The English language is widely used in nearly all countries around the world, and Tanzania is not an exception. Learning theories such as humanism, cognitivism, constructivism, and behaviourism are applied as a way to achieve the expected aims of English learning and teaching in Tanzania. This study aims to understand the challenges of using behaviourism theory in English language learning and teaching. This will be important for everyone involved in education, particularly English language teaching: teachers, parents, textbook and/or supplementary book writers, syllabus designers, policymakers, education planners, and other educational stakeholders. This study opts to use a qualitative approach based on case study design to guide the study. The study used two instruments; a documentary review and an interview. The interview involved six primary teachers from different primary schools in Tanzania. The documentary review entailed reading various academic articles that contained information about behaviourism theory in English teaching. The finding indicates that challenges to using behaviourism theory in teaching English can be categorised into learner-based, teacher-based, and environmental-based. Learner-based challenges include such psychological problems as anxiety, which limit the application of key principles of behaviourism theory in teaching English. Teacher-based challenges include the ability of teachers, especially in the application of key principles of behaviourism theory in teaching English to primary school students in Tanzania. In conclusion, among other things, regular in-service training for primary school teachers, curriculum revision, and improvement of teaching and learning will be critical in minimising the challenges of using behaviourism theory in teaching English in Tanzanian primary schools.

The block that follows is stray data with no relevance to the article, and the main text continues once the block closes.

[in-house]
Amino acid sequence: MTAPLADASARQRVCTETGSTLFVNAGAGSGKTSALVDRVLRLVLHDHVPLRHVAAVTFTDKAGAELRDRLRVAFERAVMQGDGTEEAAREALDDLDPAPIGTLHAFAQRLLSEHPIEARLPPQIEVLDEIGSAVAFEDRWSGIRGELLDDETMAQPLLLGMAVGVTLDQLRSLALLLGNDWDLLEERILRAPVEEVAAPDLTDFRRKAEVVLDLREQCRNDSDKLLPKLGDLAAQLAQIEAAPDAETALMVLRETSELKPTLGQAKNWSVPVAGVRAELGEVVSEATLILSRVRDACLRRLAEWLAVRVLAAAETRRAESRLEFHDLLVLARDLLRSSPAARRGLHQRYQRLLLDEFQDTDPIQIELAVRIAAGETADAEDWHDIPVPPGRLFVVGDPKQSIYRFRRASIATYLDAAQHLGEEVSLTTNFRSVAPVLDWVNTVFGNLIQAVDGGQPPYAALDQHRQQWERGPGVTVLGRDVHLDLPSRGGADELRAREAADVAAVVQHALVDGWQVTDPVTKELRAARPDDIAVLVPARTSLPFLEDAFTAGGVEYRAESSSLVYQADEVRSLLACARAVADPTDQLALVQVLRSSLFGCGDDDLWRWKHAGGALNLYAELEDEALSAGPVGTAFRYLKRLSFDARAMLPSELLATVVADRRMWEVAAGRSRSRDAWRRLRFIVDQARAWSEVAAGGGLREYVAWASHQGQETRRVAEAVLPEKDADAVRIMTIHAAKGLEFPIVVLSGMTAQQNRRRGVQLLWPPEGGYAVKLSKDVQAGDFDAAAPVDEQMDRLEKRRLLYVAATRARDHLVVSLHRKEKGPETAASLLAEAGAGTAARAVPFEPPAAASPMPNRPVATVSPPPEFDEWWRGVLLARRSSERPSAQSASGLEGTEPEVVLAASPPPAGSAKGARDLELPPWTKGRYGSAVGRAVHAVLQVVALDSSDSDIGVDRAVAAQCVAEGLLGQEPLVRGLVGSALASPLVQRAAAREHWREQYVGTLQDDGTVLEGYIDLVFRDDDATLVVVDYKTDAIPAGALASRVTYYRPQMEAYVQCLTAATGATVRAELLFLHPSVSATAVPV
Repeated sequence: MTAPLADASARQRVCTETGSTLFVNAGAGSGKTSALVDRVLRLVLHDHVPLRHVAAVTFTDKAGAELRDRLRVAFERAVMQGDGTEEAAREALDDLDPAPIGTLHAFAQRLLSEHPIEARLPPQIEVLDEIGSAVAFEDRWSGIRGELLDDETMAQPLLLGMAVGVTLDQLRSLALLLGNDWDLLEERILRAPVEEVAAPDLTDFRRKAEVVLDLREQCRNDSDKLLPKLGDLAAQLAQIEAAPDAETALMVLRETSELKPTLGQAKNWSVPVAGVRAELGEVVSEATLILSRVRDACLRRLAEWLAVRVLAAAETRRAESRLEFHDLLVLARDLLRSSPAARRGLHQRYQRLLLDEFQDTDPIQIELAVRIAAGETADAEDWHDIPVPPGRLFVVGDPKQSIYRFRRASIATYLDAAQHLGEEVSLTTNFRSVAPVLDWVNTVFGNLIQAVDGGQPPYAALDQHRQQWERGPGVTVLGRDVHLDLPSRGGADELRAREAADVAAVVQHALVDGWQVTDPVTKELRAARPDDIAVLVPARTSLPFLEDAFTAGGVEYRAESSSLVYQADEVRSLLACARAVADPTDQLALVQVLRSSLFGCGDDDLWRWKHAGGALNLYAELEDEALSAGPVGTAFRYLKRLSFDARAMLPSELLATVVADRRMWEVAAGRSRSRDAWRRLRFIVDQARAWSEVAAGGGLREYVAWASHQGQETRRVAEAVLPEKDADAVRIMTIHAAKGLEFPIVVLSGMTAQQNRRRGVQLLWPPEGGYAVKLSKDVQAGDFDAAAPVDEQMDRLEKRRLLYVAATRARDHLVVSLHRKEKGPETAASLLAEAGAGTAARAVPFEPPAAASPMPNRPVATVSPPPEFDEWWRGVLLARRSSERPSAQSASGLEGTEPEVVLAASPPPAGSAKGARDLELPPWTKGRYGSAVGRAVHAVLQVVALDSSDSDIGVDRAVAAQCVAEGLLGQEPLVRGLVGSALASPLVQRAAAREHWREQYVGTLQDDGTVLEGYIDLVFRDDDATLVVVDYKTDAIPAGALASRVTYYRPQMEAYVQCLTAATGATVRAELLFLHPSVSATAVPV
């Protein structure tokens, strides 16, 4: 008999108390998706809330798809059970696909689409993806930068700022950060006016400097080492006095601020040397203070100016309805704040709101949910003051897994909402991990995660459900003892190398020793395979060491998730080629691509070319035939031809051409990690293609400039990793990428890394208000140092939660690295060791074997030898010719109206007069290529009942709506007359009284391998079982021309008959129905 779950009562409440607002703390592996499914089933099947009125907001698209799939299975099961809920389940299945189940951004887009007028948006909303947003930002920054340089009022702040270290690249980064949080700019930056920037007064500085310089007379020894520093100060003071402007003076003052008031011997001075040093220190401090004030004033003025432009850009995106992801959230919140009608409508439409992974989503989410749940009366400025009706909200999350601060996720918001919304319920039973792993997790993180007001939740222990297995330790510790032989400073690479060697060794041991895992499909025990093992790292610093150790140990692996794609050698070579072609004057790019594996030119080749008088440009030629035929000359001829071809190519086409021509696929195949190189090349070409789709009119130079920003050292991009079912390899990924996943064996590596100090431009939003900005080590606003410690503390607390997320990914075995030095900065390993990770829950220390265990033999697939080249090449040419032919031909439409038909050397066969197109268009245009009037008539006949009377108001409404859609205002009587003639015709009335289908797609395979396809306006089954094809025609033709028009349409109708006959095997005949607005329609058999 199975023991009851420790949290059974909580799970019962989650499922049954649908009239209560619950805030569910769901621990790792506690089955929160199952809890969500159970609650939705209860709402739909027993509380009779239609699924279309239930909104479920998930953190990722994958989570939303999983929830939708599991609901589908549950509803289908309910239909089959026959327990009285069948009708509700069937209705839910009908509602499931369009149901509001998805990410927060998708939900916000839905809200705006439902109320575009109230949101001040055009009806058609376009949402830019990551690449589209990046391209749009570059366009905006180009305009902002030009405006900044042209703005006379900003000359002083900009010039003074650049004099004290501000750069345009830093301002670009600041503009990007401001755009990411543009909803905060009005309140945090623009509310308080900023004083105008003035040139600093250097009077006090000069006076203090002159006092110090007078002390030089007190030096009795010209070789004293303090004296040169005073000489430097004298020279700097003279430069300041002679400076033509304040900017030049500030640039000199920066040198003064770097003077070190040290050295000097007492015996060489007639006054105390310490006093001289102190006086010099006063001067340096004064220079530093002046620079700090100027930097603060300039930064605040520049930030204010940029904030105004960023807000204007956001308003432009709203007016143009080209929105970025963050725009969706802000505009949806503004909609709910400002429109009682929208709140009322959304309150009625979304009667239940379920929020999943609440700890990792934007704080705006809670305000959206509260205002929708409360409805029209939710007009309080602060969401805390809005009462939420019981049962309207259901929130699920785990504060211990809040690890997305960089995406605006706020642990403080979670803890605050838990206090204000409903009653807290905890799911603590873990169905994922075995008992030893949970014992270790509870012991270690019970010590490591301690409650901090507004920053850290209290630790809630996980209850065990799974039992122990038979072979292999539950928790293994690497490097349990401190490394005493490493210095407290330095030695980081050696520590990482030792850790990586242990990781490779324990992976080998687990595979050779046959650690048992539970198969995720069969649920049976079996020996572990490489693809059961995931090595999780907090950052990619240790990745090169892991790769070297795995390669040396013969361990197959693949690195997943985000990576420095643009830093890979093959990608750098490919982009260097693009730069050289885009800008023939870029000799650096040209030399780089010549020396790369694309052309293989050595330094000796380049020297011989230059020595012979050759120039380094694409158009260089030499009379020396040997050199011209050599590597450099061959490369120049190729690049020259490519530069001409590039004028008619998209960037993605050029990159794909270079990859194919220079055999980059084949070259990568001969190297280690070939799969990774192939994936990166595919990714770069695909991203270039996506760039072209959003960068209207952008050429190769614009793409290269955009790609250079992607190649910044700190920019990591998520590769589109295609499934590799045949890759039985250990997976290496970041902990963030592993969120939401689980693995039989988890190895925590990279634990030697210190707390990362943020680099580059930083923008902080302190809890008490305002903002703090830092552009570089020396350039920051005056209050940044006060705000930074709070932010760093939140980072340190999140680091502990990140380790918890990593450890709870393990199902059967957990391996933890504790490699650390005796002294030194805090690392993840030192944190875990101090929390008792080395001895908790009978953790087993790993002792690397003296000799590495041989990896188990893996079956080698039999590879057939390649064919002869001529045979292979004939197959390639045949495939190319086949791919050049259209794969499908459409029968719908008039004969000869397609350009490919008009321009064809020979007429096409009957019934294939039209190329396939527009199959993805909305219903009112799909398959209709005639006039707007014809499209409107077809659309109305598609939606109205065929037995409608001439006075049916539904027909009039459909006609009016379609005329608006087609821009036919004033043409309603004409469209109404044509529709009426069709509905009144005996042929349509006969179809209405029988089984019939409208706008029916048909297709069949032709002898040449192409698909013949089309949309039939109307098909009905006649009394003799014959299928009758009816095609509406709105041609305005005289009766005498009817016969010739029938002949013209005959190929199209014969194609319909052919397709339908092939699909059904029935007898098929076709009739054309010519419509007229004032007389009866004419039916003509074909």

Keywords: Behaviorism, Second Language, English Teaching